During a company conference call with financial analysts last week, Tom Brown, the chief executive of LRAD, a military contractor, informed investors that sales were rolling in, not just from Chinese government agencies and the U.S. Navy, but also from American law enforcement.
LRAD manufactures an acoustic cannon that can be used either as a mounted loudspeaker or as a weapon to fire deafening noises at crowds of people.
Over the last year, following a wave of protests over officer-involved killings of black Americans, LRAD has seen an uptick in inquiries from police departments around the country.
Brown told financial analysts in a May conference call about the “renewed interest” from police departments. “A lot of grant money starts to flow to law enforcement, and we’re getting a lot of inquiries” following protests, he said. One inquiry he mentioned came from the Maryland Sheriff’s Department following the protests in Baltimore over the death of Freddie Gray.
Speaking to investors, LRAD executives explained that their product was on site in Baltimore, on loan from Montgomery County, Maryland, though officers ended up not using it on demonstrators. But, the LRAD executives added, the New York Police Department used the cannon as a loudspeaker to order demonstrators in Union Square who were holding a solidarity protest in support of the Baltimore actions to disperse.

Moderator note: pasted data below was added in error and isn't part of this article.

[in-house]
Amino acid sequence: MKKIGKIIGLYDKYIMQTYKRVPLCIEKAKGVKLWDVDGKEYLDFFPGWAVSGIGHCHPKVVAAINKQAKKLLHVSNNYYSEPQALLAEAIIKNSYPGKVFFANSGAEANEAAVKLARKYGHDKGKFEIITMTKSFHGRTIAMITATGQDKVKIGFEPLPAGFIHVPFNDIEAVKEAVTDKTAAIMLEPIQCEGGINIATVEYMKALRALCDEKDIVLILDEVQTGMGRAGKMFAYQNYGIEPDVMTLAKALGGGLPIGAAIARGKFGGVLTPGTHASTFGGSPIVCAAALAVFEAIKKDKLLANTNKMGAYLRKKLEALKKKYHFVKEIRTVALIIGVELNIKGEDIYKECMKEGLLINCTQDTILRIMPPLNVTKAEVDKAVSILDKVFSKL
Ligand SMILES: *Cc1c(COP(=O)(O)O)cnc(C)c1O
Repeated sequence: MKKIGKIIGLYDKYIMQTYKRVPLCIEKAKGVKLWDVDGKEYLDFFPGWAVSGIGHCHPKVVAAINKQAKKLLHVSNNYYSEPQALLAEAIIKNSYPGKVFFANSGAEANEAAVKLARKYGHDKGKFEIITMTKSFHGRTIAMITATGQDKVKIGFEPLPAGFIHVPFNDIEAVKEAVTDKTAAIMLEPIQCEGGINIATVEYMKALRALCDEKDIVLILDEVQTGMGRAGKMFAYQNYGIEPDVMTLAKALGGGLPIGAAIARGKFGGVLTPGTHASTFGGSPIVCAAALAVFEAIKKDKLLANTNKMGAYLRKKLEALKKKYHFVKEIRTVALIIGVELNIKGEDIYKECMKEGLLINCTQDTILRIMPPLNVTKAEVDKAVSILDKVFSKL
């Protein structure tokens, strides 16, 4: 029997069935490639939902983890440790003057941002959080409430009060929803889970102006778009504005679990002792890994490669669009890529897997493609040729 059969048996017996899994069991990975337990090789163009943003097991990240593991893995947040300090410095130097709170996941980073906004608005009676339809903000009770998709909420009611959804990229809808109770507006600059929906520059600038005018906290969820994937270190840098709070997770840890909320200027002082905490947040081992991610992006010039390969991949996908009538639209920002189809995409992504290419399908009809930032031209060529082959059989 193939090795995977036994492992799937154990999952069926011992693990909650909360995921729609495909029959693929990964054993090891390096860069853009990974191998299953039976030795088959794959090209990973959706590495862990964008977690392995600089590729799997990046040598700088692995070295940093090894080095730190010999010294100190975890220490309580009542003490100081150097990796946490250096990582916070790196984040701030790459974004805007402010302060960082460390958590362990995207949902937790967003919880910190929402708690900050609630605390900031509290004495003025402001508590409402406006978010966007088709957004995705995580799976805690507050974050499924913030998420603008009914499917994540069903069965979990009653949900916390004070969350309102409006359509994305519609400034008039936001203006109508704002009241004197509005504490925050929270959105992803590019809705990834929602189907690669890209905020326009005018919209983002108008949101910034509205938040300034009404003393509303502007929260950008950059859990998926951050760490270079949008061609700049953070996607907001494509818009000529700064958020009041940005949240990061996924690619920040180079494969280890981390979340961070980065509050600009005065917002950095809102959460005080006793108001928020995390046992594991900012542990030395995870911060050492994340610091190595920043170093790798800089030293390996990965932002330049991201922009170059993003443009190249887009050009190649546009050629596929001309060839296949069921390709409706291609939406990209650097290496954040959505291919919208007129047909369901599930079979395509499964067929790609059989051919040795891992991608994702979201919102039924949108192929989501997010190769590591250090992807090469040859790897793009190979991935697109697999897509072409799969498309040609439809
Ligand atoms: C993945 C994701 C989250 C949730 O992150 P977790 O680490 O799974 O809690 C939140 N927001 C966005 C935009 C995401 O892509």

Videos of the NYPD using the LRAD cannon to manage the demonstrators were widely circulated on YouTube, company officials boasted. “So we have been getting good press,” Brown noted, adding, “depending on which side of the press you’re looking at, but we’ve been getting very strong press from law enforcement.”
Listen to the LRAD investor call below:
Notably, the LRAD-100X was deployed against Ferguson protesters last year, and has made appearances at other Black Lives Matter events over the last 12 months. In Ferguson, the LRAD cannon was fired on protesters who had assembled in the street.
The LRAD device can reach 152 decibels, a level that can cause permanent hearing damage. In December, Vice reported on the potential dangers of the LRAD cannon, noting, “Permanent hearing loss begins with a sustained sound that’s louder than 90 dB SPL — for example, a subway train 200 feet away — but you won’t start to feel immediate pain until 120 decibels, about the loudness of a shotgun blast. At 160 dB — a little less loud than a rocket launch — your eardrum will burst.”
Local law enforcement agencies have been courted by a range of companies hoping to sell next-generation crowd control and surveillance technology. In September 2014, just after the protests in Ferguson, the Military Police Expo, a convention for companies that supply weapons and equipment to law enforcement, hosted an event in Ford Leonard Wood, Missouri, for vendors to “showcase their products.”
Caption: A police officer holds an LRAD sound cannon during a protest in New York City in November.